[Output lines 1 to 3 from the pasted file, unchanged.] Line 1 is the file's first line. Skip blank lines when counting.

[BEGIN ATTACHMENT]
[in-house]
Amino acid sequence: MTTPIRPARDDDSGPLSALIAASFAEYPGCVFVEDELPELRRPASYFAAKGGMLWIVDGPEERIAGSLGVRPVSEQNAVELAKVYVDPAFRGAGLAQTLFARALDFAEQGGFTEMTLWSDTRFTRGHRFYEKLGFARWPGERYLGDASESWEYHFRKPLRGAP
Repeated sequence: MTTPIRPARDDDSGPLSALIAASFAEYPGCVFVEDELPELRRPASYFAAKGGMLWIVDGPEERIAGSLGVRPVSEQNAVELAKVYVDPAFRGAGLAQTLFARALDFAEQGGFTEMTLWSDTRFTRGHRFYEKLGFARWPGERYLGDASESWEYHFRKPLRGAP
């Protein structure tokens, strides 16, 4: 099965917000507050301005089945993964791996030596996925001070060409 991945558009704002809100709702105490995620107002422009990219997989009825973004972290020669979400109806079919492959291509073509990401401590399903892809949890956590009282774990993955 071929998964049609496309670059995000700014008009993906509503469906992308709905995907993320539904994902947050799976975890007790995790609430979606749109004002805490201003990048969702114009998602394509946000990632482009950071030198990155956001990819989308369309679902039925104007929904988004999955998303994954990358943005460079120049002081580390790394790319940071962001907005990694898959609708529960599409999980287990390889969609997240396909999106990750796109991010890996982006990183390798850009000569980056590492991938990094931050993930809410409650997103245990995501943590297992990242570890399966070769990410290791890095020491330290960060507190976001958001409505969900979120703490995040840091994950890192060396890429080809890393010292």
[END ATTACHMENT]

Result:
[in-house]
Amino acid sequence: MTTPIRPARDDDSGPLSALIAASFAEYPGCVFVEDELPELRRPASYFAAKGGMLWIVDGPEERIAGSLGVRPVSEQNAVELAKVYVDPAFRGAGLAQTLFARALDFAEQGGFTEMTLWSDTRFTRGHRFYEKLGFARWPGERYLGDASESWEYHFRKPLRGAP
Repeated sequence: MTTPIRPARDDDSGPLSALIAASFAEYPGCVFVEDELPELRRPASYFAAKGGMLWIVDGPEERIAGSLGVRPVSEQNAVELAKVYVDPAFRGAGLAQTLFARALDFAEQGGFTEMTLWSDTRFTRGHRFYEKLGFARWPGERYLGDASESWEYHFRKPLRGAP